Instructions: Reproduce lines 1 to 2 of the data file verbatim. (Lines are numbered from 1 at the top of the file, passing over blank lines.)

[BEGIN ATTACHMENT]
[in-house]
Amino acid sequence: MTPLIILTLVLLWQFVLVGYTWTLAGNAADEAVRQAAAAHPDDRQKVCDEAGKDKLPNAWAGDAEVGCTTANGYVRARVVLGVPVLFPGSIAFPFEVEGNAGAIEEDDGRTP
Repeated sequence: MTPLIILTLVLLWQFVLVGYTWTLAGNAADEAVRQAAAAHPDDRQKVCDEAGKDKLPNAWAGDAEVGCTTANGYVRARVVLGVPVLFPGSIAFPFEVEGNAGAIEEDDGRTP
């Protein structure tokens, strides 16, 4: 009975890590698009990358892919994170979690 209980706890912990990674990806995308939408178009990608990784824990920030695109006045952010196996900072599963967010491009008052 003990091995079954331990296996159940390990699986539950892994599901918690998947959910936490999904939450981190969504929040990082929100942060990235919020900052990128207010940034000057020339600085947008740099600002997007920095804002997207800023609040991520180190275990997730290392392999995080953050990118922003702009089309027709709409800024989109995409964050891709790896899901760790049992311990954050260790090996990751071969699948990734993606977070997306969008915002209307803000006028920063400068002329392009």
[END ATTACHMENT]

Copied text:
[in-house]
Amino acid sequence: MTPLIILTLVLLWQFVLVGYTWTLAGNAADEAVRQAAAAHPDDRQKVCDEAGKDKLPNAWAGDAEVGCTTANGYVRARVVLGVPVLFPGSIAFPFEVEGNAGAIEEDDGRTP